The Multicultural Advocates for
Social Change on Tobacco announced that Albuquerque tobacco retailers are
in compliance with the new ordinance designed to keep tobacco out of the
hands of young people.
In addition representatives from Ernie Pyle and Roosevelt Middle Schools
announced that they would like store owners near their schools to get rid
of tobacco ads and promotional gimmicks.
The results of these assessments were disseminated on April 14, which
is National Kick Butts Day. On April 5th the Albuquerque City Council officially
proclaimed that Albuquerque would observe this event locally.
On December 28, 1998 the Albuquerque ordinance requiring most tobacco
retailers to remove self-service tobacco displays in stores and to assist
in all tobacco transactions went into effect. The Albuquerque Fire Marshal's
office conducted the first inspection of 39 stores between April 1 - April
Inspectors also obtained information by managers and clerks about the
ease and costs associated with the new requirements (full
story). They found that stores spent between $0 - $100 to rearrange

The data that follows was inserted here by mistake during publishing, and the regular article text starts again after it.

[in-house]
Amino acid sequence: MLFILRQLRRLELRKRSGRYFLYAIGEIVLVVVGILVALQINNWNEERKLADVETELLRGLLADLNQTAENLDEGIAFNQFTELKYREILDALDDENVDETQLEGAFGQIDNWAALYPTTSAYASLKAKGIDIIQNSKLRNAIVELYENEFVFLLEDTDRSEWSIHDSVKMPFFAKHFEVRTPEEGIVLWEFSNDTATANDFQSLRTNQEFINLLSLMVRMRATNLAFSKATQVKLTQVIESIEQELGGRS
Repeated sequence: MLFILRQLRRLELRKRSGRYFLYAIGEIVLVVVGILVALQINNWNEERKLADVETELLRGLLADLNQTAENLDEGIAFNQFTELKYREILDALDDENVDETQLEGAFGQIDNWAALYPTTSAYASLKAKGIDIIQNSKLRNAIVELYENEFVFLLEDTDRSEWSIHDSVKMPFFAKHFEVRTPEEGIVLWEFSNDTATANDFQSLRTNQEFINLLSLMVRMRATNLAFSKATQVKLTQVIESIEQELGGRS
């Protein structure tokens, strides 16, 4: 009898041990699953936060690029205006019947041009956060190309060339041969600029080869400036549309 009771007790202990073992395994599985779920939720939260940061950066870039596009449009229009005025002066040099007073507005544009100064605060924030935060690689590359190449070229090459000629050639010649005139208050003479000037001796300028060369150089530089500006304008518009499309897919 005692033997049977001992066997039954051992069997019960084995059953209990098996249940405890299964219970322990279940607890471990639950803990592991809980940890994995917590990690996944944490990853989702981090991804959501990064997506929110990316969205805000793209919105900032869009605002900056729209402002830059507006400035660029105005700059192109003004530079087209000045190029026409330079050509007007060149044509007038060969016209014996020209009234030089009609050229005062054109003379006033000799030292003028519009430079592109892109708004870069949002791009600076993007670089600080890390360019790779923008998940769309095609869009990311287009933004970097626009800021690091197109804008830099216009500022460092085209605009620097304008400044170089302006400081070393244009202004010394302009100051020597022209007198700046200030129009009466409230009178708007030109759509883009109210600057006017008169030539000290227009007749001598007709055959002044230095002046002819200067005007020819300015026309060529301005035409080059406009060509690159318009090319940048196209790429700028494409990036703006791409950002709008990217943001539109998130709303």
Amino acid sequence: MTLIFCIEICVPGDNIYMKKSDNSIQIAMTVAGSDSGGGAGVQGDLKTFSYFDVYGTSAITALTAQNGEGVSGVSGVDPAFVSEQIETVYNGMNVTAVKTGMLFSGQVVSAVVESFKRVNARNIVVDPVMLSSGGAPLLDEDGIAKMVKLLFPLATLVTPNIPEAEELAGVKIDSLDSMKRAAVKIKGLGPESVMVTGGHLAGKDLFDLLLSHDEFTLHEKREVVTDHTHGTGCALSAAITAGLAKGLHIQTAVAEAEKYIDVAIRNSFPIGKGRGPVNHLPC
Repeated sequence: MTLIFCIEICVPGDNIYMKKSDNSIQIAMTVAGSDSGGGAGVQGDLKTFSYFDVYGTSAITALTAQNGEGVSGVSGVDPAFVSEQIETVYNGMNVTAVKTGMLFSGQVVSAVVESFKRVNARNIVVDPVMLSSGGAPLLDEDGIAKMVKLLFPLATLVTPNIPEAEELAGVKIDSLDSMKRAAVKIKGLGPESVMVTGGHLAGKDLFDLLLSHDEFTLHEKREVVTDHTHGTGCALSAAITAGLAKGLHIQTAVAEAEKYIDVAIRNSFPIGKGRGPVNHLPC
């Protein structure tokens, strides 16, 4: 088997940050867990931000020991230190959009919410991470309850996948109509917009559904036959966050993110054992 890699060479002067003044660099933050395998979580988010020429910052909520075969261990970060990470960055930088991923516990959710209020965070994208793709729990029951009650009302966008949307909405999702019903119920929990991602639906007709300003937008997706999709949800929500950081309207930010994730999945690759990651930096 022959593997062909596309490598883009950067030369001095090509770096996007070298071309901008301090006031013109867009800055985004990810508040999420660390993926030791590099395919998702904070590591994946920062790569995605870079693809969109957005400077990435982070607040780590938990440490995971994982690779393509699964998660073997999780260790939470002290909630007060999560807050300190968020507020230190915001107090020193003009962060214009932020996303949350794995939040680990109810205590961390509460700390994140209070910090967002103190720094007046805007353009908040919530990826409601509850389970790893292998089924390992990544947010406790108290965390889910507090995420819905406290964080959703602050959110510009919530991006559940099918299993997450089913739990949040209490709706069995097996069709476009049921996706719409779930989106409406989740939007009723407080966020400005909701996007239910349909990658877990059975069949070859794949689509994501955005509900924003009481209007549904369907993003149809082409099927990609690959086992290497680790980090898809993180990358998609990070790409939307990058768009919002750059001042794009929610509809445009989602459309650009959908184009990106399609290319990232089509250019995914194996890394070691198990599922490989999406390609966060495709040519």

their racks, and the requirements to be virtually no inconvenience.
The number of stores inspected equals approximately 10% of all tobacco
vendors in Albuquerque.
Read About Talking Talons
Kick Butts Day activities
Other states have shown that strictly enforcing youth access provisions,
as part of a comprehensive tobacco prevention program, is effective in reducing
the initiation of tobacco use by young people.
Lieutenant Gilbert Gallegos of the Albuquerque Fire Marshal's office
said that this is only the first phase of inspections, and plans are being
developed to conduct another wave of inspections. "We're taking our
enforcement assignment very seriously to prevent adolescents from using
MASCOT, the Albuquerque tobacco prevention coalition that initiated the
new regulation, is sharing its experiences with this ordinance with other
community coalitions, in the hope that they will encourage more city councils
to pass similar ordinances in their communities. More than 190 cities in
the U.S. have enacted this type of regulation.
The Albuquerque City Council declared April 14, 1999 as Kick Butts Day
in Albuquerque (see proclamation) due to the startling
facts associated with adolescent tobacco use, including:
- Teen smoking is on the rise and smoking among high school seniors is
at a 19-year high.
- The Centers for Disease Control
and Prevention predicts that more than 33,000 New Mexico children alive
today will die prematurely from smoking-related diseases unless current
trends are reversed.
- Most adult smokers started smoking cigarettes as teenagers.
- Smoking-related illnesses kill
roughly 420,000 Americans each year, representing more deaths than AIDS,
alcohol, car accidents, murders, suicides, drugs and fires combined.